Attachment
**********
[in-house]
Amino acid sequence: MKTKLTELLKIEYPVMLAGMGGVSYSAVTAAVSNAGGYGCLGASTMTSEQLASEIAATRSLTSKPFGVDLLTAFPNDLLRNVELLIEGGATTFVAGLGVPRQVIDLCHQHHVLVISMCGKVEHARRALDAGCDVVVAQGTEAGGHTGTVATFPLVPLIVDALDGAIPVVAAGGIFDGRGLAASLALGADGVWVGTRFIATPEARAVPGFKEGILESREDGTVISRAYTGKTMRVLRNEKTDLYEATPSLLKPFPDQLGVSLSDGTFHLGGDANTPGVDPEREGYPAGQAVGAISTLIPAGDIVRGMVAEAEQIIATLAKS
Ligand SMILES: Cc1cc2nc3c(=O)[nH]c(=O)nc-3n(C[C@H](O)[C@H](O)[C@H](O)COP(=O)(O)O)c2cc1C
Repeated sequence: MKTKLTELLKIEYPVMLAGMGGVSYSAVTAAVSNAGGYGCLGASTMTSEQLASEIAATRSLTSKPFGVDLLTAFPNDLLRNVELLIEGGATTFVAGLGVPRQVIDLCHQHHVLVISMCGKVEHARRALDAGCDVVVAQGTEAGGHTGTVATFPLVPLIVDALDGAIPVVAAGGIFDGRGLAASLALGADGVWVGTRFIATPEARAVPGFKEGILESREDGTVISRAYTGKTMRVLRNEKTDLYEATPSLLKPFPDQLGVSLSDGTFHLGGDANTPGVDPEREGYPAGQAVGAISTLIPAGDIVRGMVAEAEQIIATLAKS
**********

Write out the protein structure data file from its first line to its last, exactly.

[in-house]
Amino acid sequence: MKTKLTELLKIEYPVMLAGMGGVSYSAVTAAVSNAGGYGCLGASTMTSEQLASEIAATRSLTSKPFGVDLLTAFPNDLLRNVELLIEGGATTFVAGLGVPRQVIDLCHQHHVLVISMCGKVEHARRALDAGCDVVVAQGTEAGGHTGTVATFPLVPLIVDALDGAIPVVAAGGIFDGRGLAASLALGADGVWVGTRFIATPEARAVPGFKEGILESREDGTVISRAYTGKTMRVLRNEKTDLYEATPSLLKPFPDQLGVSLSDGTFHLGGDANTPGVDPEREGYPAGQAVGAISTLIPAGDIVRGMVAEAEQIIATLAKS
Ligand SMILES: Cc1cc2nc3c(=O)[nH]c(=O)nc-3n(C[C@H](O)[C@H](O)[C@H](O)COP(=O)(O)O)c2cc1C
Repeated sequence: MKTKLTELLKIEYPVMLAGMGGVSYSAVTAAVSNAGGYGCLGASTMTSEQLASEIAATRSLTSKPFGVDLLTAFPNDLLRNVELLIEGGATTFVAGLGVPRQVIDLCHQHHVLVISMCGKVEHARRALDAGCDVVVAQGTEAGGHTGTVATFPLVPLIVDALDGAIPVVAAGGIFDGRGLAASLALGADGVWVGTRFIATPEARAVPGFKEGILESREDGTVISRAYTGKTMRVLRNEKTDLYEATPSLLKPFPDQLGVSLSDGTFHLGGDANTPGVDPEREGYPAGQAVGAISTLIPAGDIVRGMVAEAEQIIATLAKS